[5] Frank C Harper, Pittsburgh of Today: Its Resources and People, vol. 1 (New York: The American Historical Society, Inc., 1931), 206. David Plowden, Bridges: The Spans of North America (New York: W. W. Norton & Co., 1974), 74, 239, gives 1821 as the St. Clair Bridge's opening date. In 1819, the bridge company collected just less than one-quarter of its 1820 revenues. This indicates that the bridge opened to traffic in late 1819, but does not provide a definitive completion date See "State of the Allegheny Bridge Co., from the Date of Organization, 8th July, 1816,until January 1st, 1851, Inclusive," in Bridge Company Accounts. A. Warner & Co., History of Allegheny County, Pennsylvania, vol. 1 (Chicago: A. Warner & Co., 1889), 570, notes the actual name on the charter was "A Company for Erecting a Bridge over the Allegheny River Opposite Pittsburgh in the County of Allegheny

[6] Everts, History of Allegheny County, 135.

[7] Harper, Pittsburgh of Today, 206.

HAER No. PA-490
(Page 4)

In the St. Clair Bridge, Lothorp [sic] used wooden truss spans of varying lengths to achieve a total length of 1037'-0". The wooden superstructure included four spans each 185'-0" long, one 170'-0" long, and one 137'-0" long. Iron bars 1" in diameter provided vertical ties between the floor system and the arches above. Stone piers supported the spans, which were joined to each other by removable iron bolts in case a particular span needed repairs [8]. (Some of the masonry, in fact, remained in use through the third bridge on the Sixth Street site.)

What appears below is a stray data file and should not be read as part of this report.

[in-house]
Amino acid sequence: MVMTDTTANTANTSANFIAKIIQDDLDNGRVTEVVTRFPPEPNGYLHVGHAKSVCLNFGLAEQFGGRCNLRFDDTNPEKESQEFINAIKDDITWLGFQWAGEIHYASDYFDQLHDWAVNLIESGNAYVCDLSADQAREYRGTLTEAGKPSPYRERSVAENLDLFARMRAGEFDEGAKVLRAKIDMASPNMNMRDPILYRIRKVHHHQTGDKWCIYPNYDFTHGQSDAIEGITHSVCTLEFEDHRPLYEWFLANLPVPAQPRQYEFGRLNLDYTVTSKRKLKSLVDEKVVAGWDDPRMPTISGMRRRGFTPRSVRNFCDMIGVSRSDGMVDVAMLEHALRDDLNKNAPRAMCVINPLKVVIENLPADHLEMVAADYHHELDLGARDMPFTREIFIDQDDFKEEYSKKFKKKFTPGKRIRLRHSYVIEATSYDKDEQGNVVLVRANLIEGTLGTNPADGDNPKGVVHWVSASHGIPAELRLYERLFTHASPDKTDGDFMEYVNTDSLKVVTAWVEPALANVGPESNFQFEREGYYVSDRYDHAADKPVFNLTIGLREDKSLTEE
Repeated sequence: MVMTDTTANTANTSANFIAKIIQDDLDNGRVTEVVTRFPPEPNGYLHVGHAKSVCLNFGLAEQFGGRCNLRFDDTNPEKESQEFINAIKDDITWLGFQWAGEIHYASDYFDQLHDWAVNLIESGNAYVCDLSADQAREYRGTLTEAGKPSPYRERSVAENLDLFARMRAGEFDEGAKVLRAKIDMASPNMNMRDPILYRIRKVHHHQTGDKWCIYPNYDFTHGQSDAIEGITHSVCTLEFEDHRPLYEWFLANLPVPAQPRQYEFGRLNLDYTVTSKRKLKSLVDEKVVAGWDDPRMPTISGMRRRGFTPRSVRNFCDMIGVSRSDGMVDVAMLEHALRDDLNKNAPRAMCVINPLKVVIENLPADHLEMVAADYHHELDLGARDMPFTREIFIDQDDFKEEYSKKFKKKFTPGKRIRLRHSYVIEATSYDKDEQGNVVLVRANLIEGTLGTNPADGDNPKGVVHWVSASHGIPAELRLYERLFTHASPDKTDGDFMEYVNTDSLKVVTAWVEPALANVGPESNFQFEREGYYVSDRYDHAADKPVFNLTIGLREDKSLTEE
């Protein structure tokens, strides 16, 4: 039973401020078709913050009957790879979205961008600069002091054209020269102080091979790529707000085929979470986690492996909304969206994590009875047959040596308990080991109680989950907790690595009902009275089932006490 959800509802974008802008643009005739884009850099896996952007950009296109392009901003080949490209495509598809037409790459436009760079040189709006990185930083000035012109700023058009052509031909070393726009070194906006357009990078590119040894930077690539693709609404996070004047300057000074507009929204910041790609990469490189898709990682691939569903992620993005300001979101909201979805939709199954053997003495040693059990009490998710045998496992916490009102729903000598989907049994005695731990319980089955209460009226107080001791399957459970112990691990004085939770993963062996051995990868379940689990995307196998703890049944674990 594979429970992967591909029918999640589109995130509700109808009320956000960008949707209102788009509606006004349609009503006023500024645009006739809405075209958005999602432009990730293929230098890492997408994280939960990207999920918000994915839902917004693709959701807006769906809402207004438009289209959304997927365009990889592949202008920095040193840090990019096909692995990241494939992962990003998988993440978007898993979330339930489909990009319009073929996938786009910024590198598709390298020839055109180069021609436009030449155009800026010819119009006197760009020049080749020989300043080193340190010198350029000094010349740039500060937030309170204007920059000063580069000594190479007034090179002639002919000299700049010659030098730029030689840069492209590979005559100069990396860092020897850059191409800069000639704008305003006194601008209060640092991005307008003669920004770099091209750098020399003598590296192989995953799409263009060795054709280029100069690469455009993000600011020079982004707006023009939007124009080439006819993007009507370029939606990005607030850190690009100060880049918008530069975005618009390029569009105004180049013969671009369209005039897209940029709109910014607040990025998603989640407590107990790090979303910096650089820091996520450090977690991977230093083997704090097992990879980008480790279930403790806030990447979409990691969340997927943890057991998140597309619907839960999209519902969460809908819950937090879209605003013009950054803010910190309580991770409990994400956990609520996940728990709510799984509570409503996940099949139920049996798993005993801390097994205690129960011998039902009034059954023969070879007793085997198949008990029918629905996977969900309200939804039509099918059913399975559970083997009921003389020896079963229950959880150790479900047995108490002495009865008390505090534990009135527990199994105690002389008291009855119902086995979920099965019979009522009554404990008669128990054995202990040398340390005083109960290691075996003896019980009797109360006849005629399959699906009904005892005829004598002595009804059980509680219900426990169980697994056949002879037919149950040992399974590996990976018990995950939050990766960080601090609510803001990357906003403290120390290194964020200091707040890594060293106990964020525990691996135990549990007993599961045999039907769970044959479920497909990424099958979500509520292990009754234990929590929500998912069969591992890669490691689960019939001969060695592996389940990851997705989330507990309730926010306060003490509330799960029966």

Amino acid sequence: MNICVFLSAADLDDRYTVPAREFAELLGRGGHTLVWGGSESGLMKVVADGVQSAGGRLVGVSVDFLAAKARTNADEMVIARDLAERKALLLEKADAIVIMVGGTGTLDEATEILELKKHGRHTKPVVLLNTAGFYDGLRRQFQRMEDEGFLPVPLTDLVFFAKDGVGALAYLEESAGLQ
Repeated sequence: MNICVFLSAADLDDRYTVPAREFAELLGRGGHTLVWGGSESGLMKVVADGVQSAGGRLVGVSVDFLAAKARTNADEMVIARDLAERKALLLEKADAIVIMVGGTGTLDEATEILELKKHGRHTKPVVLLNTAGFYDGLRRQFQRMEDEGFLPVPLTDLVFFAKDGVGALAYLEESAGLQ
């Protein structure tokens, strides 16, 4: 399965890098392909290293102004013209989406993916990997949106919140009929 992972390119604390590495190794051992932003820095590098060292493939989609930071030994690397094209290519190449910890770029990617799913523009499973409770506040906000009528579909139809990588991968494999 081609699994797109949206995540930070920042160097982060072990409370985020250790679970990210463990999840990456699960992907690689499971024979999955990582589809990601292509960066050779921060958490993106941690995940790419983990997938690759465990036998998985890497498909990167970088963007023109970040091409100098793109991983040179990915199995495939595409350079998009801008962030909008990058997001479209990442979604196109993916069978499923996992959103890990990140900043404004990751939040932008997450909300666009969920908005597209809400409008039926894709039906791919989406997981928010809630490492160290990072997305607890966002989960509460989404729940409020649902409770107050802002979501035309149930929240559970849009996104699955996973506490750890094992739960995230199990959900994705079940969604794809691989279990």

The St. Clair Bridge's opening was celebrated with a banquet eaten across virtually the entire length of the structure [9]. The bridge was known as a promenade for young people, a social event that enhanced its popularity during daylight hours. Lit by oil lights extinguished at midnight, it was considered a safe passage by day but not hospitable for night-time crossings. The bridge company charged two cents for pedestrians. As its backers had hoped, trans-Allegheny traffic soon preferred the St. Clair Bridge over the ferry, forcing the latter into obsolescence. [10]

Despite the success of land transportation crossing area rivers, alternative methods continued to find use in the mid-nineteenth century. The state-constructed Pennsylvania Canal spanned the Allegheny on a wooden aqueduct at Eleventh Street built in 1829, but in 1843 weakness in a fire-damaged pier forced its closing. The city of Pittsburgh could not persuade the state to repair the structure, but instead received authorization to charge tolls to finance the work locally. John A. Roebling designed a cost-effective reconstruction using wire cables to carry the roadway, finishing the work in 1845. Roebling's reputation for suspension bridge design and his ability to finish a bridge within its original budget of $62,000 impressed local observers. [11]